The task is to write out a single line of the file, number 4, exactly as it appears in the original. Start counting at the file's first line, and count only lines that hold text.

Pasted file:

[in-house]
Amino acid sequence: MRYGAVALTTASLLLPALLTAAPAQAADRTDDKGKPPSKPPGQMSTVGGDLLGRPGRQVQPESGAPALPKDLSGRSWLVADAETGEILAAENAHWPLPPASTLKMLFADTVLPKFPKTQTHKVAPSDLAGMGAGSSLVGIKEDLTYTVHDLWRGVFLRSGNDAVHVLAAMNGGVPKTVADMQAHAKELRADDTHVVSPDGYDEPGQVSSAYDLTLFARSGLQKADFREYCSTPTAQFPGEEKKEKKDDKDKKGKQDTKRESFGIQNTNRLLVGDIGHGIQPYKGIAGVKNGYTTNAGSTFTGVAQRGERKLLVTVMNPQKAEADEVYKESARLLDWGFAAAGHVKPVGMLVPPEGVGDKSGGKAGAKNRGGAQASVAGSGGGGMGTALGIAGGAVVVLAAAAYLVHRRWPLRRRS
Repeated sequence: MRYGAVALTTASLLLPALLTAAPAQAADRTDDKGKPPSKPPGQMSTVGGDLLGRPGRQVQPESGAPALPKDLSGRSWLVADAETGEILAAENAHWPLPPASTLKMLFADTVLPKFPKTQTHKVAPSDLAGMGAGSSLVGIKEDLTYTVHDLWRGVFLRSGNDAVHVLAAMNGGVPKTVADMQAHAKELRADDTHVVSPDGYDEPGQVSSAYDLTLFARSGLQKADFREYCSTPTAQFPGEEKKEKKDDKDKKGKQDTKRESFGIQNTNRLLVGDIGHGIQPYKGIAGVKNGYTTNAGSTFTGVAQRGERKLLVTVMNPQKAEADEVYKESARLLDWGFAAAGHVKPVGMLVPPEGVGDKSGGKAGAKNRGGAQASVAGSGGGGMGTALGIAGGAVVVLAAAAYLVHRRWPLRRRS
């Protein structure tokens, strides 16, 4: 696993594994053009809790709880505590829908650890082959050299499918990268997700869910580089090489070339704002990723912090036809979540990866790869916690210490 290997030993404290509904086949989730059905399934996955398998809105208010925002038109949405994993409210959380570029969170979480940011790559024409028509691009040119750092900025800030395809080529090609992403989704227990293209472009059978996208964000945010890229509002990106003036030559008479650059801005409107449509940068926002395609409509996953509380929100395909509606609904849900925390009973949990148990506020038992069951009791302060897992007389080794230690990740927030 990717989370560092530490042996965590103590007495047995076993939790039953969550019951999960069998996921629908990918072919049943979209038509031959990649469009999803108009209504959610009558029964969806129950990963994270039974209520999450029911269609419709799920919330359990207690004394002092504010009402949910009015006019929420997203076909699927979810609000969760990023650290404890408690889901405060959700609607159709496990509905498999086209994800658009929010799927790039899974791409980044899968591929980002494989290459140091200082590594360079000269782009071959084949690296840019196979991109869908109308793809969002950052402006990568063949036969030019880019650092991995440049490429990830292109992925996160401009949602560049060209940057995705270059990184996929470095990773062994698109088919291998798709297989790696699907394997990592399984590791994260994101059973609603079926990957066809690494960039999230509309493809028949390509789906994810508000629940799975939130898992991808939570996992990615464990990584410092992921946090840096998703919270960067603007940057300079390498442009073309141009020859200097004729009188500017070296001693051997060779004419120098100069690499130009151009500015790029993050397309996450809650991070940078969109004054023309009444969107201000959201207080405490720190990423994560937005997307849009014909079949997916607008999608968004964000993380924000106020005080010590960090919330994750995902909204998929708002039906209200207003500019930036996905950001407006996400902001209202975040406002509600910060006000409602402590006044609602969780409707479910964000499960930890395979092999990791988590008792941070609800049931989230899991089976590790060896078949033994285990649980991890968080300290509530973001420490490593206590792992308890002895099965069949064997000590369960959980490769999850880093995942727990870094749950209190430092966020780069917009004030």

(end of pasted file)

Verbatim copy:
């Protein structure tokens, strides 16, 4: 696993594994053009809790709880505590829908650890082959050299499918990268997700869910580089090489070339704002990723912090036809979540990866790869916690210490 290997030993404290509904086949989730059905399934996955398998809105208010925002038109949405994993409210959380570029969170979480940011790559024409028509691009040119750092900025800030395809080529090609992403989704227990293209472009059978996208964000945010890229509002990106003036030559008479650059801005409107449509940068926002395609409509996953509380929100395909509606609904849900925390009973949990148990506020038992069951009791302060897992007389080794230690990740927030 990717989370560092530490042996965590103590007495047995076993939790039953969550019951999960069998996921629908990918072919049943979209038509031959990649469009999803108009209504959610009558029964969806129950990963994270039974209520999450029911269609419709799920919330359990207690004394002092504010009402949910009015006019929420997203076909699927979810609000969760990023650290404890408690889901405060959700609607159709496990509905498999086209994800658009929010799927790039899974791409980044899968591929980002494989290459140091200082590594360079000269782009071959084949690296840019196979991109869908109308793809969002950052402006990568063949036969030019880019650092991995440049490429990830292109992925996160401009949602560049060209940057995705270059990184996929470095990773062994698109088919291998798709297989790696699907394997990592399984590791994260994101059973609603079926990957066809690494960039999230509309493809028949390509789906994810508000629940799975939130898992991808939570996992990615464990990584410092992921946090840096998703919270960067603007940057300079390498442009073309141009020859200097004729009188500017070296001693051997060779004419120098100069690499130009151009500015790029993050397309996450809650991070940078969109004054023309009444969107201000959201207080405490720190990423994560937005997307849009014909079949997916607008999608968004964000993380924000106020005080010590960090919330994750995902909204998929708002039906209200207003500019930036996905950001407006996400902001209202975040406002509600910060006000409602402590006044609602969780409707479910964000499960930890395979092999990791988590008792941070609800049931989230899991089976590790060896078949033994285990649980991890968080300290509530973001420490490593206590792992308890002895099965069949064997000590369960959980490769999850880093995942727990870094749950209190430092966020780069917009004030």